Ehrlich run might not make sense
Later this month, the stage will be set for a grudge rematch between "Bobby Football" and the Irish tenor who moonlights as Maryland's governor.
There's little doubt former Gov. Bob Ehrlich intends to take on incumbent Gov. Martin O'Malley in a repeat of their 2006 slugfest. Once again, it will be the sports-loving ex-college linebacker versus the guitar-strumming troubadour.
Yet, this could be a fool's errand for Ehrlich. The Republican may be getting into a battle he cannot win. Maryland is one of the nation's most heavily Democratic states. Every positive reason for seeking the governorship this year comes with a negative as to why Ehrlich should resist the temptation.
Let's examine some of the points raised by Ehrlich backers in urging him to run, and why the outlook may be bleaker than they suspect.
1) National voter discontent and rising anger toward elected officials could sweep through Maryland, too, giving Ehrlich a prime advantage as the outsider challenging an entrenched Democratic monopoly.
But by November, public sentiment could shift dramatically. The economy already is showing signs of adding, not losing, jobs. Voter rage toward incumbents could cool considerably. After all, public opinion is notoriously fickle. If O'Malley has good news to report on unemployment, job creation and revenue gains in the next eight months as seems likely he, not Ehrlich, benefits.
2) O'Malley's poll numbers still don't top 50 percent, though he's been in office three years. There's a degree of public unease about the Democratic governor even among his supporters.
At the same time, Ehrlich has not closed the gap over the past 36 months. He remains roughly 6 to 10 percentage points behind, according to recent polls. He still has not made inroads into O'Malley's considerable base of support.
3) Ehrlich already is well known throughout the state, which means he doesn't need to raise anywhere near as much money as he did as a challenger in 2002. It also means Ehrlich won't be devoting huge blocks of time to fundraising.
But O'Malley will have a clear money advantage. He's already got $6 million in hand. The state Democratic Party and special-interest groups will pour millions more into defeating Ehrlich. Additionally, government communications offices crank out waves of promotional material for O'Malley every day at taxpayer expense.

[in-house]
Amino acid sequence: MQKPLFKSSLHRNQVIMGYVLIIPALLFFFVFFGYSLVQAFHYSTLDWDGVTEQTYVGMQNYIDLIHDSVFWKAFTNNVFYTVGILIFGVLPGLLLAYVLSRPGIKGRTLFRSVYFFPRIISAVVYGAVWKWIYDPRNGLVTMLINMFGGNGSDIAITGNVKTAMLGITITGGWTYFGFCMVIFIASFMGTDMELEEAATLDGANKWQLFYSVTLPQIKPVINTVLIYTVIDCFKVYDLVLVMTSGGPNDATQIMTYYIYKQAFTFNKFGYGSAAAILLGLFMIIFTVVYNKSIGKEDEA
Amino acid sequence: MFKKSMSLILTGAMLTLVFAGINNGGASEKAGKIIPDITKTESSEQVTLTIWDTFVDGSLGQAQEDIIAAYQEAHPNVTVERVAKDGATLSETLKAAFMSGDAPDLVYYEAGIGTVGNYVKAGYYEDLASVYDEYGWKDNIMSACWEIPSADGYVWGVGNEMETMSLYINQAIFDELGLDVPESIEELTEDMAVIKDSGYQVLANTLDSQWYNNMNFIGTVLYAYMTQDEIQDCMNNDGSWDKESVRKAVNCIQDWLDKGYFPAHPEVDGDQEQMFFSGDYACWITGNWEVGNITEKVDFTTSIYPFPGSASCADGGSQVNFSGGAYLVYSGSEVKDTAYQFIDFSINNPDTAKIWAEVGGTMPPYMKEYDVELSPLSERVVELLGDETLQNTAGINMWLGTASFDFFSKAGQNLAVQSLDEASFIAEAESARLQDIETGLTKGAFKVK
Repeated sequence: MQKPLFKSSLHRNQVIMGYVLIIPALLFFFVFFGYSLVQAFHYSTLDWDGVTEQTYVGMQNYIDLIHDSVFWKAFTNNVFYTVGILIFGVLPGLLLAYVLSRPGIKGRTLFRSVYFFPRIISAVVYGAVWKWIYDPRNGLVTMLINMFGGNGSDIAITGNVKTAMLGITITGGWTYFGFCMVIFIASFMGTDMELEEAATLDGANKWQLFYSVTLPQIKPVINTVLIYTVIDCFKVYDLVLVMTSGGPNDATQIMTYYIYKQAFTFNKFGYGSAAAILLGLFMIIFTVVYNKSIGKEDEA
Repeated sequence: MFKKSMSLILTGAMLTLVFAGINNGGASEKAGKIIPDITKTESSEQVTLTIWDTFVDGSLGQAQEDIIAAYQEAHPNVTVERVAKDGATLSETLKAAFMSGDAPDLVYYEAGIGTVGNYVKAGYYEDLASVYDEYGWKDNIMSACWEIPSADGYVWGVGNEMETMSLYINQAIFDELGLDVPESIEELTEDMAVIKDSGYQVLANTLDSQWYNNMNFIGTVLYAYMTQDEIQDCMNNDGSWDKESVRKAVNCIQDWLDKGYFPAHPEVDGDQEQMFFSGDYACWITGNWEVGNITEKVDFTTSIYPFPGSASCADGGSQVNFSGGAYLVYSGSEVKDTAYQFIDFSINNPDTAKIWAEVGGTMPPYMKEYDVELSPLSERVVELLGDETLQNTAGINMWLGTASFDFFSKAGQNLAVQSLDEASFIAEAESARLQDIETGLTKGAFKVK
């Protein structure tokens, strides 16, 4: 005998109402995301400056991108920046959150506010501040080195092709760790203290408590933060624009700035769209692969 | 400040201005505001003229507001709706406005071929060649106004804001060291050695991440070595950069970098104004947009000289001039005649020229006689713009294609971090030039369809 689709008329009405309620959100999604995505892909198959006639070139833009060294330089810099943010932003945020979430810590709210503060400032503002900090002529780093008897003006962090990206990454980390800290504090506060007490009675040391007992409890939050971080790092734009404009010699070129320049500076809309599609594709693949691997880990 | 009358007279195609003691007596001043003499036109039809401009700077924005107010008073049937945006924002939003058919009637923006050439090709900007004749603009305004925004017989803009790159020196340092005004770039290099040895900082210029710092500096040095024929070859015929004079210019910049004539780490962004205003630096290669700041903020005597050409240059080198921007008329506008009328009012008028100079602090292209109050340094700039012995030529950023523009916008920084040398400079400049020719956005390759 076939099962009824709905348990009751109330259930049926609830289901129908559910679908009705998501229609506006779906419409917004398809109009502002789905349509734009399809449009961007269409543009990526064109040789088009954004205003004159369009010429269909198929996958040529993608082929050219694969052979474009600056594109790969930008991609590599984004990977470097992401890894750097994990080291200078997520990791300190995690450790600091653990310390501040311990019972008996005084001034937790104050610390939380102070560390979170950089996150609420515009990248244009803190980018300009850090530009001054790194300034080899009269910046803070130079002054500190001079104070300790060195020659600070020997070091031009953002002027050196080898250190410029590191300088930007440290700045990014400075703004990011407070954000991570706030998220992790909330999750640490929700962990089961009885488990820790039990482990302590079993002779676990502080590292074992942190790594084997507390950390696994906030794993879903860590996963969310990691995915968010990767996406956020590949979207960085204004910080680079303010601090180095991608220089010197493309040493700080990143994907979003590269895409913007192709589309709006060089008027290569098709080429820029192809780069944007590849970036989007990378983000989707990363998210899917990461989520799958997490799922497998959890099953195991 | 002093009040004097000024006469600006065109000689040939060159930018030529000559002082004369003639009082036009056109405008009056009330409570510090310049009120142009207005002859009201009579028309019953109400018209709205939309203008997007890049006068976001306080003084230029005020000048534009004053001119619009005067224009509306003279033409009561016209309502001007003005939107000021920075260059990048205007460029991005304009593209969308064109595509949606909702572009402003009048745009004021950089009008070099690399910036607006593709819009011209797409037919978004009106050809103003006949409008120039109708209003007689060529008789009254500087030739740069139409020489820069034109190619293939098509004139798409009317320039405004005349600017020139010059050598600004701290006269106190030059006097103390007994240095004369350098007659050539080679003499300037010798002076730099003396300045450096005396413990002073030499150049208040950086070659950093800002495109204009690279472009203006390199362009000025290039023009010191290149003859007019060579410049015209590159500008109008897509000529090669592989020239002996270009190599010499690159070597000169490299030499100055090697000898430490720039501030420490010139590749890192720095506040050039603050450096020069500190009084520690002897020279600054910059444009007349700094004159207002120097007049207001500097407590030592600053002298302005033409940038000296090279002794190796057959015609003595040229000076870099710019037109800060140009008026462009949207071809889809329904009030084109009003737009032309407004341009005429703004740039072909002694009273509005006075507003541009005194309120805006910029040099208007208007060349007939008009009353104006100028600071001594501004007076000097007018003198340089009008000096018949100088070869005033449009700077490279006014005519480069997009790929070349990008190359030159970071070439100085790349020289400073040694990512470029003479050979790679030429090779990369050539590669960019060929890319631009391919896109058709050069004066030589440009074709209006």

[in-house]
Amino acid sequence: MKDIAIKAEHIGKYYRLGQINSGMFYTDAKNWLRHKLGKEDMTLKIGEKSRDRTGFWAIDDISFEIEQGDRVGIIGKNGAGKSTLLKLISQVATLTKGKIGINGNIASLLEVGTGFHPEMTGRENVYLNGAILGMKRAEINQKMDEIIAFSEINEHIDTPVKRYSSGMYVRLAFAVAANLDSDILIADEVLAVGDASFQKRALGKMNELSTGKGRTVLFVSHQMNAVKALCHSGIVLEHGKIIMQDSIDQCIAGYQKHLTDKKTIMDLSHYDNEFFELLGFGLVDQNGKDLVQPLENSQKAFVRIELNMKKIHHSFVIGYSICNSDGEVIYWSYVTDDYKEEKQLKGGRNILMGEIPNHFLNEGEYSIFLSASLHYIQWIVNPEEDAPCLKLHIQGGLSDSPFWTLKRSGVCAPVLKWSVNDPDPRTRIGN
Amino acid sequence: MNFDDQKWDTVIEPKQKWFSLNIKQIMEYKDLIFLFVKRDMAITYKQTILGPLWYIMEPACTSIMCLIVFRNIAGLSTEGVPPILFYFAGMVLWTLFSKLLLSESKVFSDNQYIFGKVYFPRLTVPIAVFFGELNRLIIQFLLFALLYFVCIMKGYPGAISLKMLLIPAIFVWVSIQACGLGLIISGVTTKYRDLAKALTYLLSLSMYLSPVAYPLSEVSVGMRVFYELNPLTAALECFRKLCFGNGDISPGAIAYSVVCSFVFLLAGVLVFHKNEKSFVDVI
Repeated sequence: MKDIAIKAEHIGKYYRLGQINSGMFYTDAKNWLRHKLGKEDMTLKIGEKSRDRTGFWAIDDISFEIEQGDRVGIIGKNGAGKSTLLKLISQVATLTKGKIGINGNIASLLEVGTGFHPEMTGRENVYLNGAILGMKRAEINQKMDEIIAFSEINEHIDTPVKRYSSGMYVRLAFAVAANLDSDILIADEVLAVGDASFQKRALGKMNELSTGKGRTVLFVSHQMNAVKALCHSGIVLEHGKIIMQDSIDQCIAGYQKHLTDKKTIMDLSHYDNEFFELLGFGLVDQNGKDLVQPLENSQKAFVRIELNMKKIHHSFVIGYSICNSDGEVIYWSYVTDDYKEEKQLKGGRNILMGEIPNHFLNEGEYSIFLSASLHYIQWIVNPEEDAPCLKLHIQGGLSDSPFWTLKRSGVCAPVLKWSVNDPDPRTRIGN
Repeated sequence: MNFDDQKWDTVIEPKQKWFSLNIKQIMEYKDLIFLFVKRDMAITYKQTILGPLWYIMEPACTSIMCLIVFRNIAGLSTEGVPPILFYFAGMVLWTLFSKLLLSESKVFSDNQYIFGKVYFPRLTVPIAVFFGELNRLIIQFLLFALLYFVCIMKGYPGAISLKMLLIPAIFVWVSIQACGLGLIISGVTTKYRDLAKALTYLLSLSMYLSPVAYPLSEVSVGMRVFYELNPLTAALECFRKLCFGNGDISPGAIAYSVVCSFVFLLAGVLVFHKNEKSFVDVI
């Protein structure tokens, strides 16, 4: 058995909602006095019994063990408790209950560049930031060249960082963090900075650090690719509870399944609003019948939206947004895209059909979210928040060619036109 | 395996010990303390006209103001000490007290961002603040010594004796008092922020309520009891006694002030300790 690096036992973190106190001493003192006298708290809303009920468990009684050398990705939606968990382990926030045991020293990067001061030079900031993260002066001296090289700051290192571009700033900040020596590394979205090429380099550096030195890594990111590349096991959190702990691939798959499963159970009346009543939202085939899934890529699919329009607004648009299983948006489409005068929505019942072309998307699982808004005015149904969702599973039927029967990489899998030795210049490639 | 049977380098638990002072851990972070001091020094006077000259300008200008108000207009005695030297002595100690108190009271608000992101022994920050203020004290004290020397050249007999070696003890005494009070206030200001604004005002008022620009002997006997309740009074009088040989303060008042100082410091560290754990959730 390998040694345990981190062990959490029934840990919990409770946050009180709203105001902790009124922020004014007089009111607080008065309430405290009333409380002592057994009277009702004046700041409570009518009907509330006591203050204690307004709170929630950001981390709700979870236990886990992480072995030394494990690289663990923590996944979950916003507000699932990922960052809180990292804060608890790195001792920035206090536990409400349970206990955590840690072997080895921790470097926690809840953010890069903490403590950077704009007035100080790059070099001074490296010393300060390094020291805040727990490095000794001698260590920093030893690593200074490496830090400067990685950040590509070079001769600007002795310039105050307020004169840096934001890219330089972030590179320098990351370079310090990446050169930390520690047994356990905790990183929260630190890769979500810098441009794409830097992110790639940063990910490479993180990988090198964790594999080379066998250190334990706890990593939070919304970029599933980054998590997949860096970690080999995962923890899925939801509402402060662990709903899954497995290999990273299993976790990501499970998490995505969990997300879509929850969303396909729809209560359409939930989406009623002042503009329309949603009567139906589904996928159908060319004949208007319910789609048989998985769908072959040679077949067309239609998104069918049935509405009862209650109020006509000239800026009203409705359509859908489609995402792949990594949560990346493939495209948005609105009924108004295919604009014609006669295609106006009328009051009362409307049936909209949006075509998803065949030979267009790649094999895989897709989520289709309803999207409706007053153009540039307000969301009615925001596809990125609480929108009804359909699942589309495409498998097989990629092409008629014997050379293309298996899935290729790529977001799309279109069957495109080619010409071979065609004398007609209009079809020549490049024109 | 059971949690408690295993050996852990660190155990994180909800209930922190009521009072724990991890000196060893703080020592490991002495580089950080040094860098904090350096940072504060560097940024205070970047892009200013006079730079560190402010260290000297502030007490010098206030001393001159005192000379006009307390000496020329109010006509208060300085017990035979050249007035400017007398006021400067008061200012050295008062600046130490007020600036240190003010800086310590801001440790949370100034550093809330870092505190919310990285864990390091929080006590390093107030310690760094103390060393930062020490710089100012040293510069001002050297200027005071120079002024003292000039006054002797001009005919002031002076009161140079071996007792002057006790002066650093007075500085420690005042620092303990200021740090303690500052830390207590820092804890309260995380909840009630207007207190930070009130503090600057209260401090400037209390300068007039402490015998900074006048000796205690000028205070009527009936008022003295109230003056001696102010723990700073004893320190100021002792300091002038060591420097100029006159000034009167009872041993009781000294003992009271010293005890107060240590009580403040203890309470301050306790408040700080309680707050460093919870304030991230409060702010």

4) Ehrlich is wildly popular with the Tea Party movement in Maryland, which gives him a new group of super-enthusiastic supporters.
But their votes won't win him the election. Tea Party members have been in Ehrlich's corner all along. Casting his lot with anti-government malcontents could drive away moderate Democratic and independent voters.
5) With Barack Obama's name missing from the November ballot, there could be a low turnout among minority voters. This would greatly benefit Ehrlich, who needs to keep vote totals low in big Democratic counties.
But in Maryland's second most-populous jurisdiction, majority-black Prince George's County, the race for county executive, among other local offices, is intense. A large turnout could result, which is bad news for Ehrlich.
6) Ehrlich will portray O'Malley as a big-spending liberal whose actions exacerbated Maryland's deficit woes.
But Ehrlich, too, was a big-spending governor in his final two years. He shares part of the blame for Maryland's record deficit.
7) As a conservative Republican, Ehrlich can say he is ideally suited to cut state spending dramatically and end Maryland's chronic structural deficit.
But when Ehrlich had his chance to chop the state budget as governor, he failed. Indeed, he left office with two consecutive budgets that ballooned state spending by nearly 10 percent. That's hardly responsible stewardship.
8) O'Malley raised taxes by record amounts and royally messed up efforts to open revenue-generating slots facilities. Ehrlich as he did during his first campaign in 2002 will seek more slots sites and more gambling options to offset the need for higher taxes.
But when Ehrlich was governor, he raised levies on the public through higher fees for government services an indirect form of taxation. He also badly botched his chance to legalize slots. This created ill will with Democratic leaders in the House and Senate and four years of gridlock a bitter memory for many voters.
9) For Ehrlich and his wife, this might be the perfect moment to avenge the lone defeat of his political career and try again to establish a viable opposition party. Ehrlich could be the Simon Bolivar of Maryland, liberating his state from the tyranny of one-party rule.
But even if he wins, look at the debacle he'd inherit: Huge, billion-dollar deficits far into the future; unsustainable pension and health commitments, and a near certainty that some taxes must be raised to balance the state budget.
With Democrats maintaining a lopsided majority in the legislature, harsh partisanship and stiff legislative resistance could be the rule rather than the exception in a second Ehrlich term.
Given the glum fiscal outlook, the winner in the O'Malley-Ehrlich election this fall actually could be the loser. Who'd want to govern during four years of painful budget choices? There won't be adequate resources to address the many pressing problems facing Maryland.
Barry Rascovar is a State House columnist and communications consultant. His e-mail address is firstname.lastname@example.org.